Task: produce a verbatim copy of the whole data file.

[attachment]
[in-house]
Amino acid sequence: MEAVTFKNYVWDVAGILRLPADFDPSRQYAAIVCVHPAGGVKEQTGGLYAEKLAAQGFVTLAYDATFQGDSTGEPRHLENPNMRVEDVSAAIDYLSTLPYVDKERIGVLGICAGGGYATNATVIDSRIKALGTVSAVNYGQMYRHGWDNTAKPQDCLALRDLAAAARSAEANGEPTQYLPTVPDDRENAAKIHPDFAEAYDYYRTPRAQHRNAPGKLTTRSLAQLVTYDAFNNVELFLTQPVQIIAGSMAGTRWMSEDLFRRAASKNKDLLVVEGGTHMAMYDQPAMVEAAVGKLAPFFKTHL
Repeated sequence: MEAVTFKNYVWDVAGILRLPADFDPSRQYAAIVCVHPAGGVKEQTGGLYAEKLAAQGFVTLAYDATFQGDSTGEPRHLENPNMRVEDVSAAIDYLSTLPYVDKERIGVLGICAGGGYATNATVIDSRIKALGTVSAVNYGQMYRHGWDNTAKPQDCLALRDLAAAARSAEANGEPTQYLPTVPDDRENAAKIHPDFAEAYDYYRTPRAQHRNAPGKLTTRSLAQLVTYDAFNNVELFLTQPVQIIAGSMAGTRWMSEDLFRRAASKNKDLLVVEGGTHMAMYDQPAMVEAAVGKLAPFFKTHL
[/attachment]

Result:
[in-house]
Amino acid sequence: MEAVTFKNYVWDVAGILRLPADFDPSRQYAAIVCVHPAGGVKEQTGGLYAEKLAAQGFVTLAYDATFQGDSTGEPRHLENPNMRVEDVSAAIDYLSTLPYVDKERIGVLGICAGGGYATNATVIDSRIKALGTVSAVNYGQMYRHGWDNTAKPQDCLALRDLAAAARSAEANGEPTQYLPTVPDDRENAAKIHPDFAEAYDYYRTPRAQHRNAPGKLTTRSLAQLVTYDAFNNVELFLTQPVQIIAGSMAGTRWMSEDLFRRAASKNKDLLVVEGGTHMAMYDQPAMVEAAVGKLAPFFKTHL
Repeated sequence: MEAVTFKNYVWDVAGILRLPADFDPSRQYAAIVCVHPAGGVKEQTGGLYAEKLAAQGFVTLAYDATFQGDSTGEPRHLENPNMRVEDVSAAIDYLSTLPYVDKERIGVLGICAGGGYATNATVIDSRIKALGTVSAVNYGQMYRHGWDNTAKPQDCLALRDLAAAARSAEANGEPTQYLPTVPDDRENAAKIHPDFAEAYDYYRTPRAQHRNAPGKLTTRSLAQLVTYDAFNNVELFLTQPVQIIAGSMAGTRWMSEDLFRRAASKNKDLLVVEGGTHMAMYDQPAMVEAAVGKLAPFFKTHL